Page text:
2

I have a script like this which I use to broadcast commands to several instaces of the postgresql database CLI connected to several different servers. I'm using a hard-coded set of process-substitutions.

#!/bin/bash
# names have been changed to protect the guilty
cred="user=dbadmin password=SECRET"
domain=example.com

tee \
   >( psql -X "host=db1.$domain dbname=db1 $cred" ) \
   >( psql -X "host=db2.$domain dbname=db2 $cred" ) \
   >( psql -X "host=db3.$domain dbname=db3 $cred" ) \
   >( psql -X "host=xdb1.$domain dbname=xdb1 $cred" ) \
   > /dev/null    
wait

what I would like to do is use a for loop to build up an array of substitutions and pass that array to tee, something like this:

tee "${p[@]}" > /dev/null

but when I use a loop I get every item in $p as /dev/fd/63 tee gives me this error for each.

tee: /dev/fd/63: No such file or directory

example non-working code:

p=()
for z in db1 db2 db3 xdb1
do
  p+=( >( psql -X "host=$z.$domain dbname=$z $cred" ) )
done
tee "${p[@]}" > /dev/null

Is there a way to make this work?

  • is there some reason why you need to do this with tee rather than, say, a for loop? – cas Jun 7 '16 at 5:09
  • I like to paste source for stored procedures in, or type in search queries. a for loop would have to be restarted for each action. some actions are a single line of code, others could be hundereds of lines. plus there's 400ms or more latency opening the SSL connection to the other side of the world. – Jasen Jun 7 '16 at 21:20
  • Queries etc can be stored in a variable or temp file and re-used multiple times by a script. Connection latency applies in any case. IMO simple and robust is always better than flashy and fragile. And with a for loop around psql ... & (or a function which does that in a subshell), it's much simpler to keep track of which connections succeeded and which failed....or just keep re-trying until they succeed. I'll add an answer with an example. – cas Jun 7 '16 at 23:31
  • the tee system is interactive, with a loop it will be batched instead. – Jasen Jun 8 '16 at 1:27
  • huh? batched? interactive? what you say makes no sense. there's no restriction in how either version (process subst with tee, or a loop) can be used. – cas Jun 8 '16 at 1:29
2

This is happening because on this line:

  p+=( >( psql -X "host=$z.$domain dbname=$z $cred" ) )

...bash considers the line to be a complete command. When doing process substitution, the STDIN of the substituted process is closed when the command completes.

There are only 2 ways I can see to do this:

  1. eval. Lets not go there.
  2. exec. Lets go there instead:

 

p=()
for z in db1 db2 db3 xdb1
do
  exec {fd}> >(psql -X "host=$z.$domain dbname=$z $cred")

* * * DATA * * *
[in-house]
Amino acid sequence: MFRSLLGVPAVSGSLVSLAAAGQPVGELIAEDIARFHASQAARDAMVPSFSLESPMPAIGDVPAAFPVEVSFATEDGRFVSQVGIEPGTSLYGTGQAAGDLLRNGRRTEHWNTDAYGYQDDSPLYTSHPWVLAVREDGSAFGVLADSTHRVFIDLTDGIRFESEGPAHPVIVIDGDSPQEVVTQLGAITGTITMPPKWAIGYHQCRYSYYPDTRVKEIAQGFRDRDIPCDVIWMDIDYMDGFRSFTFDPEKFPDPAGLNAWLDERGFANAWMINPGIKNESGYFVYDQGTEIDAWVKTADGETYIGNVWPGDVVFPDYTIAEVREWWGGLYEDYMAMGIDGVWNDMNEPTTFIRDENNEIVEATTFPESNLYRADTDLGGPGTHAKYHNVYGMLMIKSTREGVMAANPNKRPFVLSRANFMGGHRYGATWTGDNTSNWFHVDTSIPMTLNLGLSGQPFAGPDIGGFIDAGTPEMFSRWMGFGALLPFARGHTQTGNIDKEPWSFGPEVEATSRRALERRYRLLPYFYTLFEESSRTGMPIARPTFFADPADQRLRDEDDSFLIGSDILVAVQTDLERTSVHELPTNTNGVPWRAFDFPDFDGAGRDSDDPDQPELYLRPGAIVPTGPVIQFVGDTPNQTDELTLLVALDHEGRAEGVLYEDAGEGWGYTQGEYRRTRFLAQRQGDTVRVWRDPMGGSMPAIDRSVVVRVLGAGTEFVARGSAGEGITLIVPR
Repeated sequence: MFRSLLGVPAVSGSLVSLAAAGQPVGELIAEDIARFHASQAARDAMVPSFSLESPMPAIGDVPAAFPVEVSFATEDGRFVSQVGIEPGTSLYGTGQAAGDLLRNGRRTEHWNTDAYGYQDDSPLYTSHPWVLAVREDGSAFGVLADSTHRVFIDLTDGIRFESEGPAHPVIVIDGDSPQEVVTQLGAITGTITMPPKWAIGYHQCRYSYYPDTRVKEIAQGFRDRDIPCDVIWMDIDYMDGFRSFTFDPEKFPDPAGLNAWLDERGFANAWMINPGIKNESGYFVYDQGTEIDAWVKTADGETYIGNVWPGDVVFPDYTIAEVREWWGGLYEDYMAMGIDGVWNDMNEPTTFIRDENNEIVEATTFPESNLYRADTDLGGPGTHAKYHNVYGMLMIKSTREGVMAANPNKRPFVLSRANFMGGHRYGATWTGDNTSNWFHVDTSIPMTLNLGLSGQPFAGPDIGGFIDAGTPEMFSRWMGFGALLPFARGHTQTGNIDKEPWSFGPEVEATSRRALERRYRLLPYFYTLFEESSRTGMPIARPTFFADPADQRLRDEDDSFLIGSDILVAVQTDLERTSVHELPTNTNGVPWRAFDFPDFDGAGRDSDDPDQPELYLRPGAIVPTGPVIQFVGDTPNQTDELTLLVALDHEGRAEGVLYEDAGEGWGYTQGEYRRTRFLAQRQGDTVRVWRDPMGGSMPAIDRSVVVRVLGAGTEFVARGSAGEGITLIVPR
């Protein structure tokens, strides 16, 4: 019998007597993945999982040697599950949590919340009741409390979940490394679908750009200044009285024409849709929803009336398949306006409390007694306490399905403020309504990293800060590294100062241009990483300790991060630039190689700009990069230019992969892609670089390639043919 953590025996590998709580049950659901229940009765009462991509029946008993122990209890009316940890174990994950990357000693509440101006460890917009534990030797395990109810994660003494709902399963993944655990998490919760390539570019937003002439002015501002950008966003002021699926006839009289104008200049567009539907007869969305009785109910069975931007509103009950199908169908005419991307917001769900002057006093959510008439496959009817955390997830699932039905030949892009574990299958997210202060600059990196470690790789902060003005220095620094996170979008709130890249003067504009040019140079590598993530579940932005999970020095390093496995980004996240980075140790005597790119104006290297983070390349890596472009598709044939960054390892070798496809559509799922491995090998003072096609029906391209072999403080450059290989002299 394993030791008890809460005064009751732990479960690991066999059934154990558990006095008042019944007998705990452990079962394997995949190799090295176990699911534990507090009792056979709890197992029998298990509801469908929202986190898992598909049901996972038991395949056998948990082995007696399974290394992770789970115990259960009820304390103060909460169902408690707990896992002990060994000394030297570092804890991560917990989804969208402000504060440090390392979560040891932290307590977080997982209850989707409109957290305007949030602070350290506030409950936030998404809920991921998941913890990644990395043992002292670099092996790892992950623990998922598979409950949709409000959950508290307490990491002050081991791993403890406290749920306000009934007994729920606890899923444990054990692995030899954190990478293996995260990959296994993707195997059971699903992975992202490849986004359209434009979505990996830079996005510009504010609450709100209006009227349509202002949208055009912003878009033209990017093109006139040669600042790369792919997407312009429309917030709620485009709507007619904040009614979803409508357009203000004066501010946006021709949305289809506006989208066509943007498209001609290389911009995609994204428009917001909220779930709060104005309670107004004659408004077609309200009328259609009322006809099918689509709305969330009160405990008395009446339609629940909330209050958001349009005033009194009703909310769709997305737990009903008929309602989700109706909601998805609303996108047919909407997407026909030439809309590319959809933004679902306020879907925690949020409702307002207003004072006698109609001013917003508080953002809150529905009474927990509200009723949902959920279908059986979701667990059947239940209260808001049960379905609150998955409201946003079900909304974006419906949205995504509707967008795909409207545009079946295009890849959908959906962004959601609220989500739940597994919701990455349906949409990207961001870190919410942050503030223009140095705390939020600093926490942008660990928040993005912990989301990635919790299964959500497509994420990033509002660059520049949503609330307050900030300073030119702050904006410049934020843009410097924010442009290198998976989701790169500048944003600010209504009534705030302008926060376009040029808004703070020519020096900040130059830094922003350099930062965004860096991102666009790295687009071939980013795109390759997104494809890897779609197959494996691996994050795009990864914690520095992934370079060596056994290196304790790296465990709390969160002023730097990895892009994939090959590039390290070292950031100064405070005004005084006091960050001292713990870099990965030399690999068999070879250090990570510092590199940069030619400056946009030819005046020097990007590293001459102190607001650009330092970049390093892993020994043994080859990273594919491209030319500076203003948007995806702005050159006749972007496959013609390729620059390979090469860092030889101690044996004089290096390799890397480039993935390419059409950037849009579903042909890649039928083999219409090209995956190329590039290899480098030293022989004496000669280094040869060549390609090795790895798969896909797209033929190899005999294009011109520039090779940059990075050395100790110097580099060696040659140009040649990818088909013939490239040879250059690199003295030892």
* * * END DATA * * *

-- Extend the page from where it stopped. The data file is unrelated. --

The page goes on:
p+=( $fd )
done
cd /dev/fd && exec tee "${p[@]}" >/dev/null

The {fd}> syntax causes bash to allocate a new file descriptor, and assign its value to $fd, which we then shove into $p.
Now $p is a bunch of file descriptor numbers, which we have to get tee to write into, so we cd to /dev/fd where the file descriptor numbers are actual files, and then invoke the tee.

(There are numerous other ways to skin the cat, but this is the first and most straightforward that sprang to mind)

  • exec!, I never would have thought to look there. in the end I used p+=( /dev/fd/$fd ) and avoided the cd /dev/fd (for no reason that I can defend logically) – Jasen Jun 7 '16 at 21:07
  • It works, but I don't understand it. what does {fd}> mean and why doesn't exec terminate the shell ? is there documentation for this somewhere? – Jasen Jun 7 '16 at 21:24
  • 1
    good idea on the p+=( /dev/fd/$fd ). Such a simple way to avoid the cd :-). Documentation: {fd}> is under paragraph 2 of the Redirections section, and exec is documented under shell builtin commands (see the bit about "If no command is specified..."). – Patrick Jun 7 '16 at 21:34
  • I replaced exec with true and it still worked. by my reading exec is only needed to manipulate stdin etc. – Jasen Jun 7 '16 at 22:05
  • 1
    exec is for more than just STDIN. exec manipulates file descriptors of the shell itself, not it's children (commands you run). Using true happens to work because it is a shell builtin, and so manipulating the file descriptors of true manipulates the file descriptors of the shell. I would not rely upon the behavior though as whether it is supported or not is highly questionable. – Patrick Jun 8 '16 at 4:17
0

Here's a simple example of what I meant in my comment.

A for-loop (with repeat until success for each psql command, run in a backgrounded sub-shell). No need for an array of generated process substitution file-descriptors.

cred='user=dbadmin password=SECRET'
domain='example.com'

tf=$(mktemp)
cat > "$tf"

for z in db1 db2 db3 xdb1 ; do
  ( while ! psql -X "host=$z.$domain dbname=$z $cred" < "$tf" ; do : ; done) &
done > /dev/null

# don't delete the tempfile until all jobs have completed
wait

rm -f "$tf"

Optionally use sleep x rather than : in the while loop, to have a small delay between each retry attempt.

A smarter version would do more inside the while loop, check the exit status and/or grep stderr to figure out the cause of any failure and respond appropriately.

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